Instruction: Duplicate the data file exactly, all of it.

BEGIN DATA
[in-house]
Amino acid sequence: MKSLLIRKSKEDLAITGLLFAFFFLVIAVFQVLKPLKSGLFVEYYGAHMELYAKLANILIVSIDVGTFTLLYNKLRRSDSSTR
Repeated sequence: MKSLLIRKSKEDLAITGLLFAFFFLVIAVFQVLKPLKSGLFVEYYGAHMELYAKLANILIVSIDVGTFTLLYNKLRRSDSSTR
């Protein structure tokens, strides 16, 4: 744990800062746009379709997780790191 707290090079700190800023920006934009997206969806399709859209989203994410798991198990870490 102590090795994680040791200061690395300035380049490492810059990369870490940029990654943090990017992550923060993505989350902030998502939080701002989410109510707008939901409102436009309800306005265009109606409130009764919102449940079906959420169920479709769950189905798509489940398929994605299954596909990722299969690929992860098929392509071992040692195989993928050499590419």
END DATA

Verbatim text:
[in-house]
Amino acid sequence: MKSLLIRKSKEDLAITGLLFAFFFLVIAVFQVLKPLKSGLFVEYYGAHMELYAKLANILIVSIDVGTFTLLYNKLRRSDSSTR
Repeated sequence: MKSLLIRKSKEDLAITGLLFAFFFLVIAVFQVLKPLKSGLFVEYYGAHMELYAKLANILIVSIDVGTFTLLYNKLRRSDSSTR
């Protein structure tokens, strides 16, 4: 744990800062746009379709997780790191 707290090079700190800023920006934009997206969806399709859209989203994410798991198990870490 102590090795994680040791200061690395300035380049490492810059990369870490940029990654943090990017992550923060993505989350902030998502939080701002989410109510707008939901409102436009309800306005265009109606409130009764919102449940079906959420169920479709769950189905798509489940398929994605299954596909990722299969690929992860098929392509071992040692195989993928050499590419």